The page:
Building sites that fail to control their runoff will be in the firing line this month as the Get the Site Right campaign gets underway.
The Get the Site Right compliance and education campaign will last throughout May, with council and EPA officers targeting erosion and sediment control on building and construction sites across Sydney and the Central Coast.
The campaign aims to improve the health of local waterways and has a firm target of making the Parramatta River swimmable by the year 2025.
The campaign has grown in size and industry awareness each year. It is a joint initiative between the Parramatta River Catchment Group (PRCG), the NSW Environment Protection Authority (EPA), Cooks River Alliance, Georges River Riverkeeper, Sydney Coastal Councils Group, Department of Planning & Environment, and over 20 councils.
EPA Regional Director Metropolitan Giselle Howard said Get the Site Right is focused on minimising environmental harm.
“Everybody wants a local place to swim, and the Get the Site Right campaign is part of that push to make rivers and waterways swimmable,” Ms Howard said.
“Up to four truckloads of soil from a building site can be washed away in a single storm, damaging vital aquatic ecosystems, so it is crucial that developers are putting the right control systems in place.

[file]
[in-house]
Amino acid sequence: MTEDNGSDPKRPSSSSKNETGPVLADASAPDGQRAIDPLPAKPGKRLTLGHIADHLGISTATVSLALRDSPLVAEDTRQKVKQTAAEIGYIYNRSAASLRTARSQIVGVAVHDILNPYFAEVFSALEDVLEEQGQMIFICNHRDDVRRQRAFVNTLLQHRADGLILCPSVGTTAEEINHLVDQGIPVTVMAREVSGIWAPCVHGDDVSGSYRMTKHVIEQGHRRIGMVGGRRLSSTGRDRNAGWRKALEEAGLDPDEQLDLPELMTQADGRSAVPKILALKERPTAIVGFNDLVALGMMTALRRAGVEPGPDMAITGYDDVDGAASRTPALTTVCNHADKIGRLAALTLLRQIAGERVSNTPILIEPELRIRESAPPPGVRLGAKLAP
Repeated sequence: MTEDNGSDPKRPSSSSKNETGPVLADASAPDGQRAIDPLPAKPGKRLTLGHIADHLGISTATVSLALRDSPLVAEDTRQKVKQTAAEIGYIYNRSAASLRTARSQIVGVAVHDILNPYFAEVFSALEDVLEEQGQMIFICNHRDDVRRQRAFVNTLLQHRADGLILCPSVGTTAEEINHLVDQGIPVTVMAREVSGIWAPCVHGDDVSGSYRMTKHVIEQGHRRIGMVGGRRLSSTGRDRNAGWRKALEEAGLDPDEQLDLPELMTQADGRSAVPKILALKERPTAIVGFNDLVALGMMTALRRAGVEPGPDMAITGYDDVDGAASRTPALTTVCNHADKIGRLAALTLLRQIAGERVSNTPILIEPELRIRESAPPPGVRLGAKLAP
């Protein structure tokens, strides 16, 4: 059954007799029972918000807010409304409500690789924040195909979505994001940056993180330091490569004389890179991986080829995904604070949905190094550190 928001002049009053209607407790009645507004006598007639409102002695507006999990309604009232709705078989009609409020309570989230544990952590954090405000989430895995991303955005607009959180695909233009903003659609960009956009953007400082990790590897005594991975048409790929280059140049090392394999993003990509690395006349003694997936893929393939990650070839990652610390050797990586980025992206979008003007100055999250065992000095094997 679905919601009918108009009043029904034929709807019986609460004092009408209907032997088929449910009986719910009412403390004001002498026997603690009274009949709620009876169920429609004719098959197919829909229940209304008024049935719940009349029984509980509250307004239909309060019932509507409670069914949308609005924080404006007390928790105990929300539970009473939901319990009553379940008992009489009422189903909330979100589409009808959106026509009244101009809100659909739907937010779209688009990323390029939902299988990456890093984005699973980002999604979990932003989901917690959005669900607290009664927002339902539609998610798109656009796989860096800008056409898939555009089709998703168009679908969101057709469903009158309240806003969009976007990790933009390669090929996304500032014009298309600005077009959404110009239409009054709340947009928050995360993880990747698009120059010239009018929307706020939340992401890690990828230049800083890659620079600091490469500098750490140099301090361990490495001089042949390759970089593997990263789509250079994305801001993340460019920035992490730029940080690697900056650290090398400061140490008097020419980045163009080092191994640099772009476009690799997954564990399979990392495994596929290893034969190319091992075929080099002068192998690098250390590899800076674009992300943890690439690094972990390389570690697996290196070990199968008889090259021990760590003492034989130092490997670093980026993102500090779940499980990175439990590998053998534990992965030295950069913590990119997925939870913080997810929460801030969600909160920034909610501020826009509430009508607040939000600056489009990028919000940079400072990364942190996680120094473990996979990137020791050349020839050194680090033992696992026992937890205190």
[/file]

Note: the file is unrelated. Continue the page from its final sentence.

“While Get the Site Right is a targeted compliance blitz that will include the issuing of fines, what we are focused on is prevention as the cure; we want developers and builders to stop the sediment leaving their site boundaries in the first place, by putting the appropriate erosion and sediment controls in place.”
PRCG Chair Clr Mark Drury said that reducing sediment laden runoff was a critical part of the Masterplan to make the Parramatta River swimmable again.
“An essential part of swimmability is improving the water quality,” Clr Drury said.
“Campaigns such as Get the Site Right play an important role in raising awareness about the many ways industry and the community can help us to achieve a clean and safe river.”
In the May 2018 campaign, 50 per cent of sites were compliant with the sediment run-off prevention measures, and a total of $212,412 in fines was issued from 746 site inspections.
Why is sediment runoff from constructions sites a problem?
Sediment spills affect our environment and waterways in a number of ways, including:
- Destroys aquatic habitats and smothers native plants and animals that live in our waterways.
- Directly pollutes creeks, river and harbours by filling them with dirt, soil, sand and mud. This leads to poorer water quality, affecting swimming or leisure activities in and around our waterways.
- Blocks stormwater drains leading to flooding and overflows.
- Erodes creek and river banks.
- Causes health and safety risks such as slippery roads and tripping hazards.
Members of the public can report pollution incidents, including poor sediment control, to the EPA’s 24/7 Environment Line on 131 555.